Dry stack boat storage is supposed to help make boating affordable, but will new projects drive costs higher?
SOUTHERN CALIFORNIA — Harbors up and down the Southern California coast are either being revitalized or primed for future redevelopment. Some of these redevelopment projects include plans to offer dry stack boat storage space to boaters. Including infrastructure at local harbors for dry stack boat storage could be a way to make boating more affordable, though boaters in Marina del Rey have been arguing otherwise recently.
Ensuring dry stack boat storage space as an affordable alternative to potentially pricier wet slips means constant communication with your local and regional planners or elected officials. Elected supervisors in Los Angeles and Orange counties, for example, have held public hearings of revitalization projects at Marina del Rey and Dana Point Harbor. Some of these hearings have involved dry stack boat storage proposals.
One of those proposals was in front of the Los Angeles County Board of Supervisors in late October.
Supervisors failed to take any action on a proposed six-level, 70-foot-high dry stack boat storage venue in Marina del Rey. The “Boat Central” project, which was on the supervisors’ Oct. 25 agenda, also includes plans for 134 vehicle parking spaces, 20 mast-up storage spots, waterside queuing docks, public promenade and a 3,070-square-foot, two-story building.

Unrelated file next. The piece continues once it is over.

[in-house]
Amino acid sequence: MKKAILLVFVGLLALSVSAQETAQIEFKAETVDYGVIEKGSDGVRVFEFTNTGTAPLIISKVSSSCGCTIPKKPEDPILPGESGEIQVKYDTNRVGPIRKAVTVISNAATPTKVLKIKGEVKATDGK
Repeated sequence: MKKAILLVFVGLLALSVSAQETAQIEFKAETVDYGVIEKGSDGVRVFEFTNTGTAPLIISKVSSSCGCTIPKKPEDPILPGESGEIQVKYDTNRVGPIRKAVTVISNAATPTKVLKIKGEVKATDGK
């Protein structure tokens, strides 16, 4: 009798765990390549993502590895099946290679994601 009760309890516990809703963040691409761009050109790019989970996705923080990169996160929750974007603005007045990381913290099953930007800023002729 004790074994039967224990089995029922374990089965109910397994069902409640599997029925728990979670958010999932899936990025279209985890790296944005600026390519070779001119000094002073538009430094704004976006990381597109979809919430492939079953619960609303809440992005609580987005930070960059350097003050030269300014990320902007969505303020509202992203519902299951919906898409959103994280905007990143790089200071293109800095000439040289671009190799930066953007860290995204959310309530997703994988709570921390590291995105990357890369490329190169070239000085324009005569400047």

More than 90 feet of the storage structure would protrude from land and hang over water, according to plans.
The Boat Central proposal has been in the works since at least 2007 and remains stalled in the public process. County supervisors, in failing to take any action on the proposal during their Oct. 25 meeting, referred the project back to the Department of Beaches and Harbors for further review.
A few weeks earlier the county’s Small Craft Harbor Commission did not muster enough votes to grant Boat Central’s developer a lease option agreement. The agreement was necessary for the developer to move ahead with design plans and eventual construction.
Boat Central’s plans call for an automated multistory storage structure partially built over water. The structure would include automated cranes capable of lifting recreational boats out of the water and placing them into an elevated dry slip.
Members of the Small Craft Harbor Commission said the intent of a dry stack structure was to make Marina del Rey more accessible to small boat owners.
Some local community members, however, labeled Boat Central as a boat valet.
Marina del Rey Lessee Association President David O. Levine sent a letter to the U.S. Army Corps of Engineers in March to express concerns about Boat Central.
“The association continues to believe that the Boat Central project remains an inappropriate use of Basin H in that the project will be built to a height of over 80 feet and extending up to 97 feet over the water, thereby impeding the access of boaters to the adjacent public launch ramp and to the adjacent anchorages,” Levine wrote. “The Boat Central project has been on the drawing board for nearly 13 years, and in the intervening time the demand for dry boat stack storage has lessened considerably.”